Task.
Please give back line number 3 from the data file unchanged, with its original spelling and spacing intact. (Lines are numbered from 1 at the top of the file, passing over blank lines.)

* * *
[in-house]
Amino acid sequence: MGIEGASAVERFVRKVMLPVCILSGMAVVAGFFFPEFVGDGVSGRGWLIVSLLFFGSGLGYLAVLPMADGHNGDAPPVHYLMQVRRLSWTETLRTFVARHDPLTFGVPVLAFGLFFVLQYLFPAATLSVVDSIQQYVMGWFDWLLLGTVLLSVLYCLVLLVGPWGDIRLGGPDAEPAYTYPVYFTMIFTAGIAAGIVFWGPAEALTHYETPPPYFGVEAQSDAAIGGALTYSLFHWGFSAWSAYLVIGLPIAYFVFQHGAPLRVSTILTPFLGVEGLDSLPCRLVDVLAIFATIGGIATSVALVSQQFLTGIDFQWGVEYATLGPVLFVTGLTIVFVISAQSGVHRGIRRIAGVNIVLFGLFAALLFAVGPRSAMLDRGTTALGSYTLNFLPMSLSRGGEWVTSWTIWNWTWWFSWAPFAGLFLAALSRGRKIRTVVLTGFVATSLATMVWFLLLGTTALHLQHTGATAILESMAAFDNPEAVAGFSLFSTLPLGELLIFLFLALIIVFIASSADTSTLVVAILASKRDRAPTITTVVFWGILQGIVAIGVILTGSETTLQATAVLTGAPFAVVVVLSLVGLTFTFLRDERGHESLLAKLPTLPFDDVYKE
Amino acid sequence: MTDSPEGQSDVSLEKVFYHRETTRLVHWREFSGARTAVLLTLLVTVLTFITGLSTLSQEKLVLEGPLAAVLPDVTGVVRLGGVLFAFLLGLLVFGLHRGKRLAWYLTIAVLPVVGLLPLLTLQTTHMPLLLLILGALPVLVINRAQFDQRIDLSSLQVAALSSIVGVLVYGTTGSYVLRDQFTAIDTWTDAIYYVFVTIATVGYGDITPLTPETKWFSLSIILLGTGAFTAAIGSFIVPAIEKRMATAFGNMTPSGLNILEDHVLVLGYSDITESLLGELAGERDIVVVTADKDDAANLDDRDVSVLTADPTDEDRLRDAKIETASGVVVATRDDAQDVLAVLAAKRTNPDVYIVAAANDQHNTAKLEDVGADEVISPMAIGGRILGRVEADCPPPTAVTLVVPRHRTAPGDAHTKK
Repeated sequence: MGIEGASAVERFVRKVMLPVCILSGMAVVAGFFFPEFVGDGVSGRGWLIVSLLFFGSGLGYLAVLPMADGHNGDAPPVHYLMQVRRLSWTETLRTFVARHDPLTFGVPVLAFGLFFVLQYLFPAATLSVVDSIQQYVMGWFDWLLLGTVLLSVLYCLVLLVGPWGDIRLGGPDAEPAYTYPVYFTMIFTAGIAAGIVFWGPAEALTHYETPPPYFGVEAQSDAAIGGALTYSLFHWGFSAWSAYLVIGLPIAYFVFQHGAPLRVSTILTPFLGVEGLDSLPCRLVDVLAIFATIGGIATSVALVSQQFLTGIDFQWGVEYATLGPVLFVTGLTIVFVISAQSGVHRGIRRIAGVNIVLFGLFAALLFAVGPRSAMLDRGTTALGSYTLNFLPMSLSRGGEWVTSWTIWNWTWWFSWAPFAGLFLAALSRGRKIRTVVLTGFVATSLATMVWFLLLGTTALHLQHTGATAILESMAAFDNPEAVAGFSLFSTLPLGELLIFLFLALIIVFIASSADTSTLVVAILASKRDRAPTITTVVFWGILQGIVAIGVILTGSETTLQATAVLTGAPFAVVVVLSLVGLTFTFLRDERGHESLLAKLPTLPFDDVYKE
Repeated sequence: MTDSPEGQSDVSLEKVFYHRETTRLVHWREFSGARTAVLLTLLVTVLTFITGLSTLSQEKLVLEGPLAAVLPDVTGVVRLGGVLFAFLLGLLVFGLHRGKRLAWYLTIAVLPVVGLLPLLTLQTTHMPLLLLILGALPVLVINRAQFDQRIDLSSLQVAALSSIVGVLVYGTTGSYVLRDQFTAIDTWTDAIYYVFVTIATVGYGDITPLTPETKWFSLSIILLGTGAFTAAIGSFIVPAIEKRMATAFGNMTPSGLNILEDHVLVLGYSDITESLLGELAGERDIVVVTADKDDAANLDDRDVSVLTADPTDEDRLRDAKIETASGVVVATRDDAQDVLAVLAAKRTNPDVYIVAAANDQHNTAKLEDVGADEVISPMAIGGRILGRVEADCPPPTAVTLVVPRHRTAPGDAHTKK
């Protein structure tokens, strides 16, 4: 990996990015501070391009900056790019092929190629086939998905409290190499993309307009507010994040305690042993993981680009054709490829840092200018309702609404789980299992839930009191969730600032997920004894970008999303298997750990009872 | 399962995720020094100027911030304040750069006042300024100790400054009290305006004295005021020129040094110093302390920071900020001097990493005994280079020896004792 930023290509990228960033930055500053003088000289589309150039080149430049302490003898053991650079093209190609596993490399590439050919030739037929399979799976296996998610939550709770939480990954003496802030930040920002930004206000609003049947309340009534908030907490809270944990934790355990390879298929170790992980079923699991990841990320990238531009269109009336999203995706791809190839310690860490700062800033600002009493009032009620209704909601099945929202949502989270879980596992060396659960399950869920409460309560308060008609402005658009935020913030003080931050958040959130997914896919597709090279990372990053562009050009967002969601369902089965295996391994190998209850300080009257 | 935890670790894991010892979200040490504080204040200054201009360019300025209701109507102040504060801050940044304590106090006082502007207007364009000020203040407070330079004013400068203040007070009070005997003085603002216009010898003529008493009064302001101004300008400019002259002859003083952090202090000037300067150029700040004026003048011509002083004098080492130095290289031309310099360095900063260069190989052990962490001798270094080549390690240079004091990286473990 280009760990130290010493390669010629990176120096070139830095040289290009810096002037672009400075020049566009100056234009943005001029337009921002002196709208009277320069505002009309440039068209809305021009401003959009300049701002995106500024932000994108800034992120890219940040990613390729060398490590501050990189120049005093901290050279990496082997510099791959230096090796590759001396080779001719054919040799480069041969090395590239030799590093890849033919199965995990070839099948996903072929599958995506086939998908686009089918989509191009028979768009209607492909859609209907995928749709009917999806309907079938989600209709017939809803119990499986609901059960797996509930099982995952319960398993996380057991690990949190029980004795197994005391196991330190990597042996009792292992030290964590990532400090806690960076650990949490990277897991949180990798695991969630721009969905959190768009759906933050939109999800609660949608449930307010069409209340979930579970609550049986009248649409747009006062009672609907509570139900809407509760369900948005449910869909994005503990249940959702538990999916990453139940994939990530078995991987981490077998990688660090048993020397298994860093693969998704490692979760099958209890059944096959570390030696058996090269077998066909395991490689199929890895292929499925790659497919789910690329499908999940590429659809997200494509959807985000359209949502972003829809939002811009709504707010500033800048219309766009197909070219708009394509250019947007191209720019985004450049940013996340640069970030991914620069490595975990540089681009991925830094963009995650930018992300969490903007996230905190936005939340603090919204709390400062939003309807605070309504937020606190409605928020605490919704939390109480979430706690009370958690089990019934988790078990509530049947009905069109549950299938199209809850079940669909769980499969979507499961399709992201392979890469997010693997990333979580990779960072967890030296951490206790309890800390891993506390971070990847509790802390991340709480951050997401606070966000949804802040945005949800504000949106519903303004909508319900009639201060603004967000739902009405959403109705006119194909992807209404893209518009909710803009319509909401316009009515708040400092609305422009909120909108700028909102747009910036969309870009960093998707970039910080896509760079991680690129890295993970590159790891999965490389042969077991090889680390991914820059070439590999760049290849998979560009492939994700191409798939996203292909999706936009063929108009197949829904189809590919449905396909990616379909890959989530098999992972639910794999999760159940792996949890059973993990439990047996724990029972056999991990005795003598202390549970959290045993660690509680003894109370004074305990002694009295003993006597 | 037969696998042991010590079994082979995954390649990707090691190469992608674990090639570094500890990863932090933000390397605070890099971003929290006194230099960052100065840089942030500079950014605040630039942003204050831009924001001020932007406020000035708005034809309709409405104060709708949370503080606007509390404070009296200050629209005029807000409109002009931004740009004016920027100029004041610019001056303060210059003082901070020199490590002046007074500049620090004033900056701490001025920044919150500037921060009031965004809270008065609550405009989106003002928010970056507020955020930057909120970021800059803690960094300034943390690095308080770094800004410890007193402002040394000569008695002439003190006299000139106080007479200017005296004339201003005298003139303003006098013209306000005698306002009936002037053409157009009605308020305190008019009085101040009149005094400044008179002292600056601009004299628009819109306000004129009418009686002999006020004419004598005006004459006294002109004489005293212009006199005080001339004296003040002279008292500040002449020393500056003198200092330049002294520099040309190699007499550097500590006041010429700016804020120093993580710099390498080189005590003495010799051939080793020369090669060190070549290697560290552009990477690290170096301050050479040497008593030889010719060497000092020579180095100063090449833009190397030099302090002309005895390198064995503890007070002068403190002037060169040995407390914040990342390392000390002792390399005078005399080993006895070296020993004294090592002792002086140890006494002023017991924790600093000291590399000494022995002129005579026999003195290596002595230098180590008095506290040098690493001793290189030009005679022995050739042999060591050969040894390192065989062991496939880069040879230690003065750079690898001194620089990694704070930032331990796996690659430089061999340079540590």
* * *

Amino acid sequence: MTDSPEGQSDVSLEKVFYHRETTRLVHWREFSGARTAVLLTLLVTVLTFITGLSTLSQEKLVLEGPLAAVLPDVTGVVRLGGVLFAFLLGLLVFGLHRGKRLAWYLTIAVLPVVGLLPLLTLQTTHMPLLLLILGALPVLVINRAQFDQRIDLSSLQVAALSSIVGVLVYGTTGSYVLRDQFTAIDTWTDAIYYVFVTIATVGYGDITPLTPETKWFSLSIILLGTGAFTAAIGSFIVPAIEKRMATAFGNMTPSGLNILEDHVLVLGYSDITESLLGELAGERDIVVVTADKDDAANLDDRDVSVLTADPTDEDRLRDAKIETASGVVVATRDDAQDVLAVLAAKRTNPDVYIVAAANDQHNTAKLEDVGADEVISPMAIGGRILGRVEADCPPPTAVTLVVPRHRTAPGDAHTKK